Counseling in the 21st Century: An Actionable Case Study of a University-K-12 Partnership

Poster Number


Lead Author Affiliation

Educational Administration & Leadership


The national postsecondary educational attainment gap is magnified and being experienced in local K-12 school districts on a large scale. As a result, K-12 administrators at the local county office of education (COE) were seeking a partnership to assess and implement programming to address the local educational attainment gap.


The purpose of this study is to explore how a partnership between a local K-12 educational agency and university researchers took action to create strategies and increase capacity for school counselors to empower them to engage underserved students and their families as partners in the postsecondary process.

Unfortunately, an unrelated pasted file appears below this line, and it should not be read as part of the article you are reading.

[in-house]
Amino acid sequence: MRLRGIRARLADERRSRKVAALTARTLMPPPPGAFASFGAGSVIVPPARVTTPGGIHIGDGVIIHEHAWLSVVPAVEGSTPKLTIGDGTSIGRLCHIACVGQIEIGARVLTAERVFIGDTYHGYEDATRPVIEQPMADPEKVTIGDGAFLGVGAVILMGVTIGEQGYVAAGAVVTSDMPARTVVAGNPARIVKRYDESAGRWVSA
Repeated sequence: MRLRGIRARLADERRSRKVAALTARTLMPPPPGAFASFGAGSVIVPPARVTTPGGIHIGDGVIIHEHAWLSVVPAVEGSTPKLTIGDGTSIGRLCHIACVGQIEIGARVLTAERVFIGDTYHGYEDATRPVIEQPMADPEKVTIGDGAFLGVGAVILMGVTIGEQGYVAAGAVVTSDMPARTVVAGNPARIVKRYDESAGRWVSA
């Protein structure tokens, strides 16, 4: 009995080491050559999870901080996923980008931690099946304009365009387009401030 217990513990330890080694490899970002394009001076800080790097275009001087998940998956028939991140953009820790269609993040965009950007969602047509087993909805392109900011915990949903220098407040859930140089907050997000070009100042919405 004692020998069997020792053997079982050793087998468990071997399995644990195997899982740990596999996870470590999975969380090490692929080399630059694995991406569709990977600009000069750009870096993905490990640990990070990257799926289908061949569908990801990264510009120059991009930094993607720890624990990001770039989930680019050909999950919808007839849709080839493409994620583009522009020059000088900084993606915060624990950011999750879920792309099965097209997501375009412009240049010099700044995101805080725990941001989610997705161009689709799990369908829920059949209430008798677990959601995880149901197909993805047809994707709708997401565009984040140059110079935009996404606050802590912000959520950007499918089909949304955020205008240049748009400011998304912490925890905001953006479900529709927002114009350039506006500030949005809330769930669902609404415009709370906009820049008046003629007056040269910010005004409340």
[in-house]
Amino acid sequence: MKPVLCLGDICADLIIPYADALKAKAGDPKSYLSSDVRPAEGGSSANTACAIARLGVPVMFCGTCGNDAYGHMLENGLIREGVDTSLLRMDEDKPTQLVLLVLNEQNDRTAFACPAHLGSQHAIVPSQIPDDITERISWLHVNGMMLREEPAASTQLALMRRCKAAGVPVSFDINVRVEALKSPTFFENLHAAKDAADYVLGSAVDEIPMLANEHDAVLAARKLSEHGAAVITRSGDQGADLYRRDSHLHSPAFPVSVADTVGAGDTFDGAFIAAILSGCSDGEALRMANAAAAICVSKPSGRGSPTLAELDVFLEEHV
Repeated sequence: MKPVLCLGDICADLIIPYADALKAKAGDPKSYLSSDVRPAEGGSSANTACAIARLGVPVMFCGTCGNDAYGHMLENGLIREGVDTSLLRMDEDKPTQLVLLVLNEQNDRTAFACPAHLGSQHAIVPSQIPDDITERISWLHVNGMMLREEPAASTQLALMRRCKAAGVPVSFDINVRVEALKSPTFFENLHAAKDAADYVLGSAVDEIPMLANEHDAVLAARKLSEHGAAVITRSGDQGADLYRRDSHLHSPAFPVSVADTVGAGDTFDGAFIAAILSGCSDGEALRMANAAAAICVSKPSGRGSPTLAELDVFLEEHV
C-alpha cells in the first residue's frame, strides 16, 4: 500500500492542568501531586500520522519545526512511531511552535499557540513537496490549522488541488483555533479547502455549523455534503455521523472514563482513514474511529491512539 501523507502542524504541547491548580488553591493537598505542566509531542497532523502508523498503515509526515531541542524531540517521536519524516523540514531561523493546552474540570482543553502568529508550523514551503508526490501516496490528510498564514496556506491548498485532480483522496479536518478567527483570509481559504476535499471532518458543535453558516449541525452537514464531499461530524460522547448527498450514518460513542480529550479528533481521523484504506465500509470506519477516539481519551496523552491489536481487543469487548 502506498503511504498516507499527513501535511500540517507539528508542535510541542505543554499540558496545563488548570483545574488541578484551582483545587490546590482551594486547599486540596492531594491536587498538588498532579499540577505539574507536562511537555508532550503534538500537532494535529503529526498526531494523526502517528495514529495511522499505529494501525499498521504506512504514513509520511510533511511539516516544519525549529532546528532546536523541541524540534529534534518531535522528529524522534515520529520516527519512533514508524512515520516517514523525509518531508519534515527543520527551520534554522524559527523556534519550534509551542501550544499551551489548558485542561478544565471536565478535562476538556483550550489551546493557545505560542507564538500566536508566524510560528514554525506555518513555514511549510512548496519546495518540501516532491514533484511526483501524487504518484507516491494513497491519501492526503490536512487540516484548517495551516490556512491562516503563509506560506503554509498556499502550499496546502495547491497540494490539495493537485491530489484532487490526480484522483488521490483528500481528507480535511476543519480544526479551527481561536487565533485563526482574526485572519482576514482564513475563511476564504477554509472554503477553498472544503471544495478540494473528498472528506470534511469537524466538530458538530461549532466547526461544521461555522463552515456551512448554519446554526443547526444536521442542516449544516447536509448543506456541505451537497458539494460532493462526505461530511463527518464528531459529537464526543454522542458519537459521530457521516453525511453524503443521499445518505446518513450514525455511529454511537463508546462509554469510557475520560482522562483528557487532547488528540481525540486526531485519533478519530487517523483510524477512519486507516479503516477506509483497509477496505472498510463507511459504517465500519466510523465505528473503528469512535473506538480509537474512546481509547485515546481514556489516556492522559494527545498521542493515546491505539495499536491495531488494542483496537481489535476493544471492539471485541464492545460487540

This study employs a critical-empirical approach to research the social inequity of postsecondary access for underserved students. Specifically, we use the Action Inquiry Model (AIM) proposed by Edward St. John (2013). AIM encourages collaboration between scholars and practitioners as they identify a question worthy of investigation and then embark on pilot studies with the explicit focus of reducing inequality. This study is part of a larger research study rooted in a university led summer bridge program for local underperforming 8th and 9th grade students and their families. For purposes of this manuscript we focus on one pilot study, the establishment and study of the counselor created network. As co-directors for a university-led summer bridge program we had established strong ties with local K-12 administrators. Thus, these connections created the opportunity for the local COE administrators to reach out and request an exploratory meeting. The purpose of the initial one-hour meeting with the COE was to determine how the lessons we had learned in running the summer bridge program could facilitate a partnership to address postsecondary inequalities and provide professional learning opportunities for school counselors. We held a follow up one hour meeting to discuss the goals of the partnership and the strategies for recruiting counselors. The mutually agreed upon goal of the partnership was to increase capacity for local school counselors by creating a collaborative counselor network. To achieve this goal, we decided to recruit local school counselors to participate in a collaborative counselor network. The two partner ECOE administrators invited professional school counselors from underperforming middle and secondary schools serving districts with the highest level of underserved populations. The recruitment effort occurred over a two-month period and consisted of our partners sending a mutually created flyer to district administrators, making announcements at three collaborative site administrator meetings, and making phone calls to site administrators to publicize the first meeting and encourage counselors to attend. In addition, we recruited from the K-12 contacts we had made during the summer bridge program. We sent out the flyer via email, and made follow-up phone calls. Initially, selection criteria for the participating counselor educators was: (1) articulated (within the same K-8 or 7-8 school feeder pattern) teams comprised of 3-4 members, (2) demonstrated interest in working to increase the number of college and/or career ready high school graduates by developing programs to engage families, and (3) demonstrated interest in working with professional school counselors from other school sites to network and share resources. Our partners provided meeting space, administrative support, snacks, and materials. Counsleors were invited to a two-hour informational meeting. They provided contact information, signed informed consent forms, and agreed to be contacted by email. At the informational meeting, monthly meeting days/times were agreed upon. Seven monthly meetings, two hours in length were held. Six were held at the COE and one was held on the university campus. We created and sent weekly email messages with resources, news and meeting agendas and reminders. In addition, we conducted one 30 minute interview with our partner administrators, follow up questions were sent via one email to each administrator. We conducted semi-structured one-hour interviews with five of the participating counselors. We gathered demographic data from the participating counselors through use of google forms. Data were collected over a 10-month period and included meeting transcriptions, meeting notes, interviews with the partner COE administrators, interviews with the participating counselors, field notes, researcher reflections, email correspondence, and document analysis. Data were analyzed used QDA4 Miner lite to code and identify emerging themes. As themes emerged, we conducted member checking through researcher collaboration as well as collaboration with our COE partners.